Sir Elton John has been a fixture in our cultural lives for more than half a century, ever since he first made his name in the '70s with a string of top 10 hits, both here and in America, whispered tales of rock ’n’ roll excess and a series of epic stadium shows that were talked about as much for his performances as the music.


Now he has reached the end of the road. Almost. As he prepared for his last ever UK gig on the biggest stage of all – at Glastonbury in front of 100,000-plus fans and a TV audience of millions – Elton opened the doors of his family home in Old Windsor to Radio Times magazine and invited us to sit down to talk family, fatherhood, his final farewell tour – and why he has chosen now, at the age of 76, to pack away his touring trunk full of flamboyant outfits one last time.

While you’re waiting for Elton to take to the Pyramid Stage on Sunday night there is, of course, a whole weekend of the Glastonbury Festival to enjoy and in this week's issue we provide you with the pick of the performances and where to go to catch them from the comfort of your armchair.

Elton John Radio Times cover

Also in this week’s Radio Times:

  • Rose Ayling-Ellis says what deaf people need is for hearing people to listen to them rather than tell them what they need, and that it’s outrageous only 10 per cent of deaf people are taught British Sign Language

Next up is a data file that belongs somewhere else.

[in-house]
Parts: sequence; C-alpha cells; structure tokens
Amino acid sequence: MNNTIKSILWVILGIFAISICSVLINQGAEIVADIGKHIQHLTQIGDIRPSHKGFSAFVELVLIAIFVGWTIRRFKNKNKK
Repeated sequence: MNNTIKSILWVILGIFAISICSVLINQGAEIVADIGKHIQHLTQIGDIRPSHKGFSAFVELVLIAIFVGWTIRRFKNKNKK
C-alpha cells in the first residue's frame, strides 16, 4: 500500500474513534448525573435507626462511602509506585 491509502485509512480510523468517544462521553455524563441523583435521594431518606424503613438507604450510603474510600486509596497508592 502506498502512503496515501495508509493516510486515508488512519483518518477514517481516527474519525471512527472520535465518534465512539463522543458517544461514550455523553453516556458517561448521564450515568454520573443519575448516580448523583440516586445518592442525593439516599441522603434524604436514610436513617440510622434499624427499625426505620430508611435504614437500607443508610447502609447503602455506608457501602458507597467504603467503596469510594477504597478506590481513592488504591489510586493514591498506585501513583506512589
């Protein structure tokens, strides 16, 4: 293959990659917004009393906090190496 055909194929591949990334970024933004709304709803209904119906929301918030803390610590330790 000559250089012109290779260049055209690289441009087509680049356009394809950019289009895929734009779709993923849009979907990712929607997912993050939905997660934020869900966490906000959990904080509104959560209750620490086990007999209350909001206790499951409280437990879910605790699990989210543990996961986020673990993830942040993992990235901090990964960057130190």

• Jubei McKeown, son of Bay City Rollers lead singer Les McKeown, opens up about how his father was a broken man as a result of the sexual abuse he suffered at the hands of the band’s manager, Tam Paton
  • Adrien Brody, who won an Oscar for Roman Polanski’s 2002 drama The Pianist, reveals he finds it difficult watching the film - particularly in front of a live audience in Cannes – and how Bryan Cranston inspired him to take up television roles

Glastonbury Festival 2023 coverage takes place across the BBC this weekend.

Check out more of our Entertainment coverage or visit our TV Guide and Streaming Guide to find out what's on.

Take part in the Screen Test, a project from Radio Times and the Universities of Sussex and Brighton, to explore the role of television and audio in our lives.


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